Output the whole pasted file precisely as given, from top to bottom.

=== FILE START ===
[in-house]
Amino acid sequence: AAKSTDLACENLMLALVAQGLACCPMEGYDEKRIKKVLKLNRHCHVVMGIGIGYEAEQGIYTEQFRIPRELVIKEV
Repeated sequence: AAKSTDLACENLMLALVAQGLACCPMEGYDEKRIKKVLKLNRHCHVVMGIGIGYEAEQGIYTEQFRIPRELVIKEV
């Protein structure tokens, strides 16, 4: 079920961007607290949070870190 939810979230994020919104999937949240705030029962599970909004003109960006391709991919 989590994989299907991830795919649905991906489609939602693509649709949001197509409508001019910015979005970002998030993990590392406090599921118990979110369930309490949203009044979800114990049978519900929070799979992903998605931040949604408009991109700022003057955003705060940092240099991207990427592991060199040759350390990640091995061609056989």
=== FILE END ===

[in-house]
Amino acid sequence: AAKSTDLACENLMLALVAQGLACCPMEGYDEKRIKKVLKLNRHCHVVMGIGIGYEAEQGIYTEQFRIPRELVIKEV
Repeated sequence: AAKSTDLACENLMLALVAQGLACCPMEGYDEKRIKKVLKLNRHCHVVMGIGIGYEAEQGIYTEQFRIPRELVIKEV
């Protein structure tokens, strides 16, 4: 079920961007607290949070870190 939810979230994020919104999937949240705030029962599970909004003109960006391709991919 989590994989299907991830795919649905991906489609939602693509649709949001197509409508001019910015979005970002998030993990590392406090599921118990979110369930309490949203009044979800114990049978519900929070799979992903998605931040949604408009991109700022003057955003705060940092240099991207990427592991060199040759350390990640091995061609056989």